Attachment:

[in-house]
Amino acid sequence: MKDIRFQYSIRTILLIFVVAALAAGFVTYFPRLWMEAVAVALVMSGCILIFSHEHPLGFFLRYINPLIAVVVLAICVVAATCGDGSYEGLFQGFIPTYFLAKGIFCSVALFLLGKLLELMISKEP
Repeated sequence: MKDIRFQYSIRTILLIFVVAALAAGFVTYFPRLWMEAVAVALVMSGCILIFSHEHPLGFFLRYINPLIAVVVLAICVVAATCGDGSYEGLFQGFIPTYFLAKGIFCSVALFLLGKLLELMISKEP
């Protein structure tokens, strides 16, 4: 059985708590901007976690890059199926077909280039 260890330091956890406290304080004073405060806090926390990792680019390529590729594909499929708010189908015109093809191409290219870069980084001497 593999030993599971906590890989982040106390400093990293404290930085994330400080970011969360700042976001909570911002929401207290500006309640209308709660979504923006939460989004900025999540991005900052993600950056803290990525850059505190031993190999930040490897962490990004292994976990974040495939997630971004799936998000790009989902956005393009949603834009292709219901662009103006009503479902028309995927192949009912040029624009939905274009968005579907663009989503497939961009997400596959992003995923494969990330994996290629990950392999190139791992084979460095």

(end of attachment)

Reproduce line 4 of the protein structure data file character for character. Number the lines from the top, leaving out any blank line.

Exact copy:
């Protein structure tokens, strides 16, 4: 059985708590901007976690890059199926077909280039 260890330091956890406290304080004073405060806090926390990792680019390529590729594909499929708010189908015109093809191409290219870069980084001497 593999030993599971906590890989982040106390400093990293404290930085994330400080970011969360700042976001909570911002929401207290500006309640209308709660979504923006939460989004900025999540991005900052993600950056803290990525850059505190031993190999930040490897962490990004292994976990974040495939997630971004799936998000790009989902956005393009949603834009292709219901662009103006009503479902028309995927192949009912040029624009939905274009968005579907663009989503497939961009997400596959992003995923494969990330994996290629990950392999190139791992084979460095």